Sewer

Rising main

Section A-A

Sewer

Sectional plan

Rising main

FIGURE 4.1 Plan and section of a pumping station showing parallel connections.

### FIGURE 4.2 Pumps connected in series.

unit through the eye of the impeller. This is indicated in Figure 4.2 where the "Q in" line meets the "eye." In positive-displacement pumps, no eye exists.

The left-hand side of Figure 4.3 shows an example of a positive-displacement pump. Note that the screw pump literally pushes the wastewater in order to move it. The right-hand side shows a cutaway view of a deep-well pump. This pump is a centrifugal pump having two impellers connected in series through a single shaft forming a two-stage arrangement. Thus, the head developed by the first stage is added to that of the second stage producing a much larger head developed for the whole assembly. As discussed later in this chapter, this series type of connection is necessary for deep wells, because there is a limit to the depth that a single pump can handle.

Figure 4.4 shows various types of impellers that are used in centrifugal pumps. The one in a is used for axial-flow pump. Axial-flow pumps are pumps that transmit the fluid pumped in the axial direction. They are also called propeller pumps, because the impeller simply propels the fluid forward like the movement of a ship with propellers. The impeller in d has a shroud or cover over it. This kind of design can develop more

FIGURE 4.1 Plan and section of a pumping station showing parallel connections.

Q out Q out

Impeller eye

FIGURE 4.2 Pumps connected in series. FIGURE 4.3 A screw pump, an example of a positive-displacement pump (left); cutaway view of a deep-well pump (right). FIGURE 4.4 Various types of pump impellers: (a) axial flow; (b) open type; (c) mix-flow type; and (d) shrouded impeller.

head as compared to the one without a shroud. The disadvantage, however, is that it is not suited for pumping liquids containing solids in it, such as rugs, stone, and the like, because these materials may easily clog the impeller.

In general, a centrifugal impeller can discharge its flow in three ways: by directly throwing the flow radially into the side of the chamber circumscribing it, by conveying the flow forward by proper design of the impeller, and by a mix of forward and radial throw of the flow. The pump that uses the first impeller is called a radial-flow pump; the second, as mentioned previously, is called the axial-flow pump; and the third pump that uses the third type of impeller is called a mixed-flow pump. The impeller in c is used for mixed-flow pumps.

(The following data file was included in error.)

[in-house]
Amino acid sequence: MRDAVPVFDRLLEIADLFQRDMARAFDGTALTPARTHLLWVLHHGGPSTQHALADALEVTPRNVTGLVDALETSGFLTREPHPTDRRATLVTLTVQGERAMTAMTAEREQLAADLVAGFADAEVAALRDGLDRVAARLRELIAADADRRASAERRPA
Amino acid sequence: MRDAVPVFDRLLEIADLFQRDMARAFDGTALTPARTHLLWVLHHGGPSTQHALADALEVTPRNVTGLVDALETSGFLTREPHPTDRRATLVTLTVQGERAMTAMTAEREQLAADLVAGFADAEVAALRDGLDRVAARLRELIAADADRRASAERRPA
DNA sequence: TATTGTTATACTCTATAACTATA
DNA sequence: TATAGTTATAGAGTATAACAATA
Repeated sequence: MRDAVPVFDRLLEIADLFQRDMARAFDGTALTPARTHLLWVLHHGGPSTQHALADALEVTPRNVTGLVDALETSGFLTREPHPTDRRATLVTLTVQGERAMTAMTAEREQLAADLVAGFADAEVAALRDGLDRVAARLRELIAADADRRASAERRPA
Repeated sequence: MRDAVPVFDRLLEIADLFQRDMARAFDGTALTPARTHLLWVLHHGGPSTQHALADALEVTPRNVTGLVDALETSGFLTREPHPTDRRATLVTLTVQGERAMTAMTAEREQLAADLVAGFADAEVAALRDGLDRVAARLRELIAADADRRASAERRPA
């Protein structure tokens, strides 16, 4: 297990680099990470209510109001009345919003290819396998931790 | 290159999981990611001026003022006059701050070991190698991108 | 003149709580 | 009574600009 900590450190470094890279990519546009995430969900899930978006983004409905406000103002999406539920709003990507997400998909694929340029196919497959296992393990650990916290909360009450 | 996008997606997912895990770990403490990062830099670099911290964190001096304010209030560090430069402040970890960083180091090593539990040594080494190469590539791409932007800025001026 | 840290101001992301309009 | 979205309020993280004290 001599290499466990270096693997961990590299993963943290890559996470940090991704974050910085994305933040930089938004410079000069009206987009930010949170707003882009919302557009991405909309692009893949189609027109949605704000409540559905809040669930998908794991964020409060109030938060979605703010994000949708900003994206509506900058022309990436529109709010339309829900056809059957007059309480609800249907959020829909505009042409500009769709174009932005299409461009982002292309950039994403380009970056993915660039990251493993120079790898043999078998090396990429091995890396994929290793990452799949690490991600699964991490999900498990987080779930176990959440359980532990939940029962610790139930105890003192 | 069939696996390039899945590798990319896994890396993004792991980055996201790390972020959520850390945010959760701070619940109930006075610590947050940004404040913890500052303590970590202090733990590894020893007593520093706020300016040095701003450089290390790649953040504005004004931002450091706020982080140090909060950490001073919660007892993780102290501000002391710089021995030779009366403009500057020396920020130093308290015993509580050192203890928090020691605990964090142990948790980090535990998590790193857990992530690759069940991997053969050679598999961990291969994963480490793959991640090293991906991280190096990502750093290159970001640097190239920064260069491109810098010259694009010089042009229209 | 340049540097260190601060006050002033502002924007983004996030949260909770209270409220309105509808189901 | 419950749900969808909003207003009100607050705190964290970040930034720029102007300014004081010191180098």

Figure 4.5 shows various impellers used for positive-displacement pumps and for centrifugal pumps. The figures in d and e are used for centrifugal pumps. The figure in e shows the impeller throwing its flow into a discharge chamber that circumscribes a circular geometry as a result of the impeller rotating. This chamber is shaped like a spiral and is expanding in cross section as the flow moves into the outlet of the pump. Because it is shaped into a spiral, this expanding chamber is called a volute—another word for spiral. In centrifugal pumps, the kinetic energy that the flow possesses while in the confines of the impeller is transformed into pressure energy when discharged into the volute. This progressive expansion of the cross section of the volute helps in transforming the kinetic energy into pressure energy without much loss of energy. Using diffusers to guide the flow as it exits

FIGURE 4.5 Various types of pump impellers, continued: (a) lobe type; (b) internal gear type; (c) vane type; (d) impeller with stationary guiding diffuser vanes; (e) impeller with volute discharge; and (f) external gear type impeller.

Outlet

Internal seal here Outlet

Internal seal here FIGURE 4.5 Various types of pump impellers, continued: (a) lobe type; (b) internal gear type; (c) vane type; (d) impeller with stationary guiding diffuser vanes; (e) impeller with volute discharge; and (f) external gear type impeller.

from the tip of the impeller into the volute is another way of avoiding loss of energy. This type of design is indicated in d, showing stationary diffusers as the guide.